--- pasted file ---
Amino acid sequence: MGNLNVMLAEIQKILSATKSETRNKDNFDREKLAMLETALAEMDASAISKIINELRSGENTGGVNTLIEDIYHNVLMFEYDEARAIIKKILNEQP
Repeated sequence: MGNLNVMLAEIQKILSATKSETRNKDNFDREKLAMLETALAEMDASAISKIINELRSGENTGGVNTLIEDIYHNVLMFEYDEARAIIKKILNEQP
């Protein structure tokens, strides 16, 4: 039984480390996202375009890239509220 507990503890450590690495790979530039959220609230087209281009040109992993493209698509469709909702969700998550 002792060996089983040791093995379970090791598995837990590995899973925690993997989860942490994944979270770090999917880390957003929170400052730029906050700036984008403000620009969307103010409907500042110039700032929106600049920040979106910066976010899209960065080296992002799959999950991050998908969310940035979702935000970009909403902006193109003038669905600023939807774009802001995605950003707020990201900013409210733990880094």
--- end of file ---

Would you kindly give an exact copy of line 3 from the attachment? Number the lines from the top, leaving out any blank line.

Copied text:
């Protein structure tokens, strides 16, 4: 039984480390996202375009890239509220 507990503890450590690495790979530039959220609230087209281009040109992993493209698509469709909702969700998550 002792060996089983040791093995379970090791598995837990590995899973925690993997989860942490994944979270770090999917880390957003929170400052730029906050700036984008403000620009969307103010409907500042110039700032929106600049920040979106910066976010899209960065080296992002799959999950991050998908969310940035979702935000970009909403902006193109003038669905600023939807774009802001995605950003707020990201900013409210733990880094």